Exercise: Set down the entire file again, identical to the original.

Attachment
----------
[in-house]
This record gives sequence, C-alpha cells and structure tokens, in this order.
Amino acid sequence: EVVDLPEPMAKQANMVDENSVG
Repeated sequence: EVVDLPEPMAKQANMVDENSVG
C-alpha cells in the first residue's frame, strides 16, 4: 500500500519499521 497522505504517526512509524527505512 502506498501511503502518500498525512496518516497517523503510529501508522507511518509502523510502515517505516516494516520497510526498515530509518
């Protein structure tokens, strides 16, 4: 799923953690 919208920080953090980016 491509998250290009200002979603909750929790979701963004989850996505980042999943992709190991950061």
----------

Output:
[in-house]
This record gives sequence, C-alpha cells and structure tokens, in this order.
Amino acid sequence: EVVDLPEPMAKQANMVDENSVG
Repeated sequence: EVVDLPEPMAKQANMVDENSVG
C-alpha cells in the first residue's frame, strides 16, 4: 500500500519499521 497522505504517526512509524527505512 502506498501511503502518500498525512496518516497517523503510529501508522507511518509502523510502515517505516516494516520497510526498515530509518
């Protein structure tokens, strides 16, 4: 799923953690 919208920080953090980016 491509998250290009200002979603909750929790979701963004989850996505980042999943992709190991950061």